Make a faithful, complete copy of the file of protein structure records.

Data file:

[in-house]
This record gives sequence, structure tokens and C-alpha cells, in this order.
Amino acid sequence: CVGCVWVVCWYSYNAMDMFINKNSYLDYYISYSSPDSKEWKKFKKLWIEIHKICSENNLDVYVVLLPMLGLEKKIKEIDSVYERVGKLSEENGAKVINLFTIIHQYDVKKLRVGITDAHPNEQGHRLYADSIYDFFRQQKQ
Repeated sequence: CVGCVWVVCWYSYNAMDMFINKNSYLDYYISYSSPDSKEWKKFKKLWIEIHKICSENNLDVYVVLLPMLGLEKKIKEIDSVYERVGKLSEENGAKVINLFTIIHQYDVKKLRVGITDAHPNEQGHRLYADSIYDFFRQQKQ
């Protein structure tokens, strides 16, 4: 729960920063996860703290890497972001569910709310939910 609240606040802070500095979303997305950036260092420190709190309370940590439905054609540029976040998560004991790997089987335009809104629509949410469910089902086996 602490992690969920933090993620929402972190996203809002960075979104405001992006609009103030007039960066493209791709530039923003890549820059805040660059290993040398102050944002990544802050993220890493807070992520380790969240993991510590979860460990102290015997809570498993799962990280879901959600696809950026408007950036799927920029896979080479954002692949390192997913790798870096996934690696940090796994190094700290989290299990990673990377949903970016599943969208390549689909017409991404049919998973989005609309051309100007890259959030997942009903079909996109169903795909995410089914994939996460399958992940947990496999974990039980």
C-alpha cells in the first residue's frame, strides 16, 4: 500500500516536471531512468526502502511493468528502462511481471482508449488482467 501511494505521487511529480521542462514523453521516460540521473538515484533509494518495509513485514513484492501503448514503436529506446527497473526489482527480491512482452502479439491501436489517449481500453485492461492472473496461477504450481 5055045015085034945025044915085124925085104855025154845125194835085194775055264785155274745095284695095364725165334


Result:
[in-house]
This record gives sequence, structure tokens and C-alpha cells, in this order.
Amino acid sequence: CVGCVWVVCWYSYNAMDMFINKNSYLDYYISYSSPDSKEWKKFKKLWIEIHKICSENNLDVYVVLLPMLGLEKKIKEIDSVYERVGKLSEENGAKVINLFTIIHQYDVKKLRVGITDAHPNEQGHRLYADSIYDFFRQQKQ
Repeated sequence: CVGCVWVVCWYSYNAMDMFINKNSYLDYYISYSSPDSKEWKKFKKLWIEIHKICSENNLDVYVVLLPMLGLEKKIKEIDSVYERVGKLSEENGAKVINLFTIIHQYDVKKLRVGITDAHPNEQGHRLYADSIYDFFRQQKQ
């Protein structure tokens, strides 16, 4: 729960920063996860703290890497972001569910709310939910 609240606040802070500095979303997305950036260092420190709190309370940590439905054609540029976040998560004991790997089987335009809104629509949410469910089902086996 602490992690969920933090993620929402972190996203809002960075979104405001992006609009103030007039960066493209791709530039923003890549820059805040660059290993040398102050944002990544802050993220890493807070992520380790969240993991510590979860460990102290015997809570498993799962990280879901959600696809950026408007950036799927920029896979080479954002692949390192997913790798870096996934690696940090796994190094700290989290299990990673990377949903970016599943969208390549689909017409991404049919998973989005609309051309100007890259959030997942009903079909996109169903795909995410089914994939996460399958992940947990496999974990039980």
C-alpha cells in the first residue's frame, strides 16, 4: 500500500516536471531512468526502502511493468528502462511481471482508449488482467 501511494505521487511529480521542462514523453521516460540521473538515484533509494518495509513485514513484492501503448514503436529506446527497473526489482527480491512482452502479439491501436489517449481500453485492461492472473496461477504450481 5055045015085034945025044915085124925085104855025154845125194835085194775055264785155274745095284695095364725165334